Originally posted on Fox Sports Southwest  |  Last updated 3/17/12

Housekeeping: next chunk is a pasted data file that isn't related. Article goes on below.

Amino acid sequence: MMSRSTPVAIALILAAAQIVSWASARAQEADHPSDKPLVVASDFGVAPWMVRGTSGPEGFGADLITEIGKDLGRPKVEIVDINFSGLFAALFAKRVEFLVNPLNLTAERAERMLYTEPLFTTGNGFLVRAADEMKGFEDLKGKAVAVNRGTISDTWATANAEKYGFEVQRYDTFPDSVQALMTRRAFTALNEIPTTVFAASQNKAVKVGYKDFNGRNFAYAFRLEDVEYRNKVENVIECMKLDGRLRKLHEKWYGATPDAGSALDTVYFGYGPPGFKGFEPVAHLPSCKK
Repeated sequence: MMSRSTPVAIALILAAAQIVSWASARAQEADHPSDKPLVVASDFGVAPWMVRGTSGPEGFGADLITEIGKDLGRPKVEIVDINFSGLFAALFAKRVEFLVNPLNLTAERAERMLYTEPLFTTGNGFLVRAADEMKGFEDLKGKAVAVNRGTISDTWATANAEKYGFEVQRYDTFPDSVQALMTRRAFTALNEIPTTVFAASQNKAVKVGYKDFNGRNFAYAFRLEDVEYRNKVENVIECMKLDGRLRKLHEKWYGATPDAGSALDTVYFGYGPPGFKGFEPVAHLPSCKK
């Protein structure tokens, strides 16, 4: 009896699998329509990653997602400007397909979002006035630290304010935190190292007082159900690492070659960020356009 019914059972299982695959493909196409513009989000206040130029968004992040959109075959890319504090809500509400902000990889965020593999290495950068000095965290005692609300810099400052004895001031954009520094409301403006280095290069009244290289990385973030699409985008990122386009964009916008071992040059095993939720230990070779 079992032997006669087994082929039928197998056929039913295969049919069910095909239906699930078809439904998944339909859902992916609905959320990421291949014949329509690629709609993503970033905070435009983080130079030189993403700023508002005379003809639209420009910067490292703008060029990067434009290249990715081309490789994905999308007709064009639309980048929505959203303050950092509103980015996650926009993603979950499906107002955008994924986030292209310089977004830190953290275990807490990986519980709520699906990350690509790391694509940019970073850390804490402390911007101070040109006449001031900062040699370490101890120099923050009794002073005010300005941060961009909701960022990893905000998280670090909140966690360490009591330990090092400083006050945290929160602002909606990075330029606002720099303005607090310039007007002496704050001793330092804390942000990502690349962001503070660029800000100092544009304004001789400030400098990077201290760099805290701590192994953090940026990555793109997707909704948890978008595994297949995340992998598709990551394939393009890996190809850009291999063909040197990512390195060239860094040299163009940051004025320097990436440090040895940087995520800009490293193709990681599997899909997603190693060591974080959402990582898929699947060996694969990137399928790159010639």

DALLAS It was natural for San Antonio Spurs coach Gregg Popovich to be forced to endure questions about Dirk Nowitzki, the backbone of a Dallas Mavericks team that on Saturday was missing three starters and still beat the Southwest Division-leading Spurs won 106-99. "Dirk gets a lot of points no matter who's guarding him,'' Popovich said. "He's an MVP and Hall of Fame player. Dirk is Dirk.'' But then Popovich dug deeper into the makeup of the defending champs, a team enduring some change that have manifested themselves in what Jason Terry labels "a little turmoil.'' "Dirk is Dirk. But I think Jason Kidd had a good game, I think (Roddy) Beaubois had a good game, Vince Carter had a good game, I thought Ian Mahinmi was good," Popovich said. The Spurs coach could've continued rattling off Mavericks names. Dallas, who was missing forward Shawn Marion (a bad knee caused him to miss his first start of the season) along with Delonte West and Brendan Haywood, won its third straight game in a fashion familiar to those who paid attention to the club's championship run from a year ago. Dirk is Dirk But he cannot do it alone. And while the been-theredone-that Mavericks have not displayed that on a nightly basis heck, during a grueling recent cluster of games Dallas made its fate more grueling by losing to each of the four cellar-dwellers in the West they do seem to understand the consequences of "playoff-atmosphere'' games. "It was a playoff battle,'' said Nowitzki, who scored a game-high 27 points against the Mavs' long-time arch-rivals. "Anytime we see the Spurs it's a fun game, great atmosphere, both teams really trying to get the win. I thought as a team, we always made the right play, find the open guy. That was definitely big." Those "right plays'' and "open guys'' permitted Dallas to start relentlessly, to avoid shifting into cruise control and to lead from the opening tip to the final whistle. When San Antonio battled its way back into it, drawing within five in the final quarter -- or at any other time, for that matter -- the Mavericks responded. Whether it was Jason Terry or Vince Carter drilling back-to-back late daggers from behind the arc, Kidd putting up his first double-double of the season (14 points, 10 assists), Mahinmi hustling and making himself felt in the paint, Brian Cardinal contributing, Brandan Wright not allowing himself to be buried by the much stronger Tim Duncan, the dynamic play of Beaubois and even the fully-engaged Lamar Odom...the Mavericks countered every punch thrown their way. Like the veteran playoff team they are. Seven different Mavericks scored in the final period, only Odom and Cardinal did not. Nowitzki may have carried the brunt of the load for most of the night, but when the final curtain waited to fall, it was an entire team that took the stage. Terry (17 points) and Beaubois (16) added backcourt electricity that San Antonio couldn't match. "He kind of controlled Tony Parker," Terry said of Beaubois. "He was pretty darned good." The Spurs were coming off a 114-105 win at Oklahoma City on Friday and despite that got solid work from Tim Duncan and Danny Green (17 points each). But the Spurs had problems from the free-throw line and as has been the case for so much of Nowitzki's career, had problems trying to invent a formula to contain him. That was true from a pure scoring perspective (Nowitzki scored the last 12 points of the first half for Dallas), but it was also true from a physical perspective. Nowitzki won a few wrestling matches with Manu Ginobili and didn't back down from old nemesis Stephen Jackson (re-acquired in trade by the Spurs on Thursday) and his attempts to "punk'' Nowitzki. "(Dirk) probably doesn't get enough credit for being the competitor that he is, and for being so tough-minded," teammate Lamar Odom said. "There's nothing soft about Dirk. He's tough." The same can be said of a Mavericks team playing short-handed, dealing with the eccentricities of Terry and Odom, and enduring the Spurs' singular advantage, as San Antonio outscored Dallas 50-to-26 in the paint. But in every other way, the defending champs looked ready to begin an elevation in the West standings in this game in particular using a smaller lineup and still managing to outworked San Antonio on the glass in dominating fashion, out-rebounding the Spurs 48-35 and working to triple their second-chance points (12-to-4). "The rebounding is a big stat when you play these guys,'' said Dallas coach Rick Carlisle, who then, not coincidentally, mirrored Popovich's way of rattling off Mavericks' names. "Second-chance points was the difference in the game, and it was an emphasis for us. The good thing was we had a lot of guys who had three or more rebounds; Carter had six, Kidd had five, Terry had three, Odom got three, Brandon (Wright) had a big night. '' In other words, Dirk is Dirk But he cannot do it alone. And in this playoff-flavor game, despite his stellar level of play, he didn't have to.
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